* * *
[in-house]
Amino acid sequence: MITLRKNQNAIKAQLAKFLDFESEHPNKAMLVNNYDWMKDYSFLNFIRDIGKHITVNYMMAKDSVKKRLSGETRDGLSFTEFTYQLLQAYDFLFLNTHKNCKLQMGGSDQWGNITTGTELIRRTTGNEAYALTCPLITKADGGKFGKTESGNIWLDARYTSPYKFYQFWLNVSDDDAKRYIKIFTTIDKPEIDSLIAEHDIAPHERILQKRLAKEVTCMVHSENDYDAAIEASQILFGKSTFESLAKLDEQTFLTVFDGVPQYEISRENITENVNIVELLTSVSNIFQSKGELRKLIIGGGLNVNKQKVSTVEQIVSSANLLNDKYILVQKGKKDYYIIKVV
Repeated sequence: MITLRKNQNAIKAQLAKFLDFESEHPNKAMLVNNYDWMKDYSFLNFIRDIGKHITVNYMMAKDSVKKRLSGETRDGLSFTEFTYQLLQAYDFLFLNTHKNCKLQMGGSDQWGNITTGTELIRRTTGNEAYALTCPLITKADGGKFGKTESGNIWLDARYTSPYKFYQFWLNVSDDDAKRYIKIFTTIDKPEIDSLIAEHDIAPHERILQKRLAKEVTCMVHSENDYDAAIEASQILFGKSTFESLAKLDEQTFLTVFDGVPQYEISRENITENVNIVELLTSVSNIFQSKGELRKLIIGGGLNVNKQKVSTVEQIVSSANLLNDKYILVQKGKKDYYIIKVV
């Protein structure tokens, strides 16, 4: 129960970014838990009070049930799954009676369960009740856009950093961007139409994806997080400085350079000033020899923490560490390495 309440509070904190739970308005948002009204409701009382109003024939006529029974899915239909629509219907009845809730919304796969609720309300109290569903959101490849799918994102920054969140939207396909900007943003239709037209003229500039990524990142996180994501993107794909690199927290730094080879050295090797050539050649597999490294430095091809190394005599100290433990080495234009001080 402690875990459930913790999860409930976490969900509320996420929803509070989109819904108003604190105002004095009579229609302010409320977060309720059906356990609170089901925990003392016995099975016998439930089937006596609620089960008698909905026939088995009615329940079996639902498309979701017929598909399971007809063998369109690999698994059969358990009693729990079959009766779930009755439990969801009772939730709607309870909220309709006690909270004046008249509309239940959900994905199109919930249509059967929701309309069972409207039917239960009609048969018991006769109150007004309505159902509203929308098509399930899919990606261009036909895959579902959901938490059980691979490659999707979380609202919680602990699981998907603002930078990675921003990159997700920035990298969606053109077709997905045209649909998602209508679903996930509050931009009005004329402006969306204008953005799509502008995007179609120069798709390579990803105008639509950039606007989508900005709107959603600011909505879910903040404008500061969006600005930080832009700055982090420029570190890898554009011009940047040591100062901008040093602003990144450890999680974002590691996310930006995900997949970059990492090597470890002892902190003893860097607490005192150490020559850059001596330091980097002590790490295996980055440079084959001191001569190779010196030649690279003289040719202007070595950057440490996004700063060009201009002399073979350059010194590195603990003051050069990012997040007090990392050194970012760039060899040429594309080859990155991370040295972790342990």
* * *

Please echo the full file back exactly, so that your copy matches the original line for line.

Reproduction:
[in-house]
Amino acid sequence: MITLRKNQNAIKAQLAKFLDFESEHPNKAMLVNNYDWMKDYSFLNFIRDIGKHITVNYMMAKDSVKKRLSGETRDGLSFTEFTYQLLQAYDFLFLNTHKNCKLQMGGSDQWGNITTGTELIRRTTGNEAYALTCPLITKADGGKFGKTESGNIWLDARYTSPYKFYQFWLNVSDDDAKRYIKIFTTIDKPEIDSLIAEHDIAPHERILQKRLAKEVTCMVHSENDYDAAIEASQILFGKSTFESLAKLDEQTFLTVFDGVPQYEISRENITENVNIVELLTSVSNIFQSKGELRKLIIGGGLNVNKQKVSTVEQIVSSANLLNDKYILVQKGKKDYYIIKVV
Repeated sequence: MITLRKNQNAIKAQLAKFLDFESEHPNKAMLVNNYDWMKDYSFLNFIRDIGKHITVNYMMAKDSVKKRLSGETRDGLSFTEFTYQLLQAYDFLFLNTHKNCKLQMGGSDQWGNITTGTELIRRTTGNEAYALTCPLITKADGGKFGKTESGNIWLDARYTSPYKFYQFWLNVSDDDAKRYIKIFTTIDKPEIDSLIAEHDIAPHERILQKRLAKEVTCMVHSENDYDAAIEASQILFGKSTFESLAKLDEQTFLTVFDGVPQYEISRENITENVNIVELLTSVSNIFQSKGELRKLIIGGGLNVNKQKVSTVEQIVSSANLLNDKYILVQKGKKDYYIIKVV
């Protein structure tokens, strides 16, 4: 129960970014838990009070049930799954009676369960009740856009950093961007139409994806997080400085350079000033020899923490560490390495 309440509070904190739970308005948002009204409701009382109003024939006529029974899915239909629509219907009845809730919304796969609720309300109290569903959101490849799918994102920054969140939207396909900007943003239709037209003229500039990524990142996180994501993107794909690199927290730094080879050295090797050539050649597999490294430095091809190394005599100290433990080495234009001080 402690875990459930913790999860409930976490969900509320996420929803509070989109819904108003604190105002004095009579229609302010409320977060309720059906356990609170089901925990003392016995099975016998439930089937006596609620089960008698909905026939088995009615329940079996639902498309979701017929598909399971007809063998369109690999698994059969358990009693729990079959009766779930009755439990969801009772939730709607309870909220309709006690909270004046008249509309239940959900994905199109919930249509059967929701309309069972409207039917239960009609048969018991006769109150007004309505159902509203929308098509399930899919990606261009036909895959579902959901938490059980691979490659999707979380609202919680602990699981998907603002930078990675921003990159997700920035990298969606053109077709997905045209649909998602209508679903996930509050931009009005004329402006969306204008953005799509502008995007179609120069798709390579990803105008639509950039606007989508900005709107959603600011909505879910903040404008500061969006600005930080832009700055982090420029570190890898554009011009940047040591100062901008040093602003990144450890999680974002590691996310930006995900997949970059990492090597470890002892902190003893860097607490005192150490020559850059001596330091980097002590790490295996980055440079084959001191001569190779010196030649690279003289040719202007070595950057440490996004700063060009201009002399073979350059010194590195603990003051050069990012997040007090990392050194970012760039060899040429594309080859990155991370040295972790342990």